Boss Hall, another Ipswich site, seems to mostly be late 5th cent to 6th cent. Dorcas wants late 6th to 7th cent.. However, there is one possibility, although a bit later dated.. Grave 93, dated late 7th, to early 8th, has a mineralize fiber, spin patterned tabby weave. Zx Z+S spun, 16-20 x 14-24 threadcount, Z x 4S,4Z is the pattern, some closer woven (selv? Close-set area, 36 x 14) possible border, associated with an iron knife, iron fitting, and iron chatelaine 5. Another textile, a S-ply cord was around the rods of the iron chatelaine 5, under the spin-patterned tabby. Grave 93 has only 6 monochrome and 2 multi-color beads, one of which is an Annular Twist bead, bead phase C. Grave 93 has a disc brooch (cu/a+ag+au) with several loose fibers on the top – flax, wool, & lime bast. (I have no clue what "lime bast" is, although I understand "bast" fiber, being flax, hemp and some others. But what is Lime?) In this grave, there is a bag or handle, with stitching, mineralized fiber, S-ply x ? spun, 13-14 x 4 threadcount, selvage, Edge of bag or handle. Stitched double thread, associated with the iron chatelaine 4. Last textile for this grave is a mineralized fiber, tabby weave, Zx ? spun, and this is only On obj 30 of iron chatelaine 5 only. Notice that there are at least 2 iron chatelaines.
A bit farther away, Westgarth Gardens, is near Bury St. Edmunds, in western Suffolk. Some graves are possibly in the right range.Grave 9, again, again, and Grave 52, again, again, again. might be helpful. I’ll come back to these if necessary.
I uploaded a pdf to the Calontir Beads site about the Dot34 bead. Anyone know if I can upload a pdf onto my LJ and where?
A Girdle hanger is a possibility
Oooh, here’s the reference to a metal dectector find near Ipswich, just a few years ago, BUT that means that the treasure report should be on the Portable Antiquities Database. Off to seek.
This might be the ones he found – North of Ipswich – an incomplete Annular brooch – size when complete probably about 40-45mm diameter.
This is definitely the one found – its described in it’s whole collection, with quite a bit of discussion about it, and it was declared treasure. Unfortunately, they really focus on the Great Square headed Brooch. Yeah it’s nice, but what about the other stuff? However, the date given is 500-570, so a bit early for Dorcas.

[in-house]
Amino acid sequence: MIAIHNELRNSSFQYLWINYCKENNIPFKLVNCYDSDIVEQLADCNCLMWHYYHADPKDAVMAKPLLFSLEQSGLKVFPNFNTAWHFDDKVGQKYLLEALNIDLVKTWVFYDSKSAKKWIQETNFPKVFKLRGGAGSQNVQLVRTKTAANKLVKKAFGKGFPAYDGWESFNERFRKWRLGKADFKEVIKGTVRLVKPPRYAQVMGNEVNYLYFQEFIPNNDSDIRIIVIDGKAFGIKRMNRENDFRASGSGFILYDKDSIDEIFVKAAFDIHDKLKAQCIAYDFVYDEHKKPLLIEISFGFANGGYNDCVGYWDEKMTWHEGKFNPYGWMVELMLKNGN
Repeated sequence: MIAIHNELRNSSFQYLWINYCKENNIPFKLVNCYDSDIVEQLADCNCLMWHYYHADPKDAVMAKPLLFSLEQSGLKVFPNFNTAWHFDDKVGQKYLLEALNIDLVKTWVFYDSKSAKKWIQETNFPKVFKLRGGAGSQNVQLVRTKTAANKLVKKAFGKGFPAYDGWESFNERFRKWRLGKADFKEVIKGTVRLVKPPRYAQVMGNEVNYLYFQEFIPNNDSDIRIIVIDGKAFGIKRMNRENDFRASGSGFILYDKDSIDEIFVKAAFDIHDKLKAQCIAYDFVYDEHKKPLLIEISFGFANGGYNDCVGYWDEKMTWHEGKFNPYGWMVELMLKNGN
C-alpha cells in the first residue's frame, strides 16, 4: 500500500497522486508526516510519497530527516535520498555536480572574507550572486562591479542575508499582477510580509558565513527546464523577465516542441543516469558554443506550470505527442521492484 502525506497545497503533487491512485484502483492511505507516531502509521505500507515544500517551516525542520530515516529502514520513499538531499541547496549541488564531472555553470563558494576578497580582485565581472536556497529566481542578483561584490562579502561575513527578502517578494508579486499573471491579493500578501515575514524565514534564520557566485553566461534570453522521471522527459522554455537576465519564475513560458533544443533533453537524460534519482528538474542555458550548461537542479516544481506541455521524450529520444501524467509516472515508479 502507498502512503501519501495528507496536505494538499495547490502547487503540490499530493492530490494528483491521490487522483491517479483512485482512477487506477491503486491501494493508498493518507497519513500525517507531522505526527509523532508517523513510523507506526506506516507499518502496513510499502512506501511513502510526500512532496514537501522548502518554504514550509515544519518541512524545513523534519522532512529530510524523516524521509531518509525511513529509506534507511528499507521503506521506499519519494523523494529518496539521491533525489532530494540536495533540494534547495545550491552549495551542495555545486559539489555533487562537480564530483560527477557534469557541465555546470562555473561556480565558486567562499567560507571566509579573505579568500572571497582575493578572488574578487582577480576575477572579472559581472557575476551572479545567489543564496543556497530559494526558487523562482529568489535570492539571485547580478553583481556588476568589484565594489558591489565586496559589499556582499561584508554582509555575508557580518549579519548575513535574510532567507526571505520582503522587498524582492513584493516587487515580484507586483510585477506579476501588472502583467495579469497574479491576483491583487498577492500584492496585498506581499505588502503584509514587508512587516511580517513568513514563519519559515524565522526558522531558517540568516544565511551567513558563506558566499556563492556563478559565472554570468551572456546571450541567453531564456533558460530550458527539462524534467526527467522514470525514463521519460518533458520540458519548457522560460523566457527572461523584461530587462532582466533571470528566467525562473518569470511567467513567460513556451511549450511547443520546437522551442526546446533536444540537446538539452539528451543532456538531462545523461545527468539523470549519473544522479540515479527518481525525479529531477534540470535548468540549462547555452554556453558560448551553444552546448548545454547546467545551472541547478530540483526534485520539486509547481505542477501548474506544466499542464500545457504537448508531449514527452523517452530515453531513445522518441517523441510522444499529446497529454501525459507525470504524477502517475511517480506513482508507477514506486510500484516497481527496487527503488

Here’s a buckle from "north of Ipswich" pretty low-key
And a sleeve clasp from "north of Ipswich". This silver one would be easy to make. Date is 500-600, a wide range, and possibly not the height of fashion by 600, but, easy to make.
Here’s some annular brooches at the Ashmolean Museum. Too bad they don’t give very specific information. Likely they are from Oxfordshire.
Stuff to look up –
|E.Crowfoot||unpub||a||in C.J.Scull in prep, Anglo-Saxon cemeteries at Boss Hall and St Stephen’s Lane/Buttermarket, Ipswich.|
|E.Crowfoot||unpub||b||E.Crowfoot ‘Hadleigh Road, Ipswich, Anglo-Saxon Cemetery’ typescript|
S.J. Plunkett, Guardians of the Gipping. Anglo-Saxon Treasures from Hadleigh Road, Ipswich (Ipswich 1994). 19 p. 18 fig.
N.F. Layard, "An Anglo-Saxon Cemetery at Ipswich." Archaeologia 60, 1907, 325-352. 329; 342; 346
What’s all of this? Well Dorcas Whitecap, Bard & Herald, was announced for Pelican. She may be having HE Maerwyn do her clothes, & Dorcas wants to do fairly early period Anglian. I’m trying to determine what is the correct selection of beads and other doo-dads that Dorcas should wear, if she was living in Ipswich (aka Gipeswic) about 600 AD. I want to offer her some options, and then she can decide what she wishes to wear. Her medallion, cloak, hat etc will be handled by others, I’m just thinking about the dress accessories which she should have at the beginning of the ceremony.
You all know I’m into the dress accessories, and like it best when there is a fairly tight time and place. Sutton Hoo burial is only 9 miles from Hadleigh Road. This isn’t an area I’ve focused on in the past, so I’m collecting research & inspiration. I’ll post more later. I suspect that some of the links won’t work, as you have to agree to terms of service, and the links may be search term dependent. I hope they work.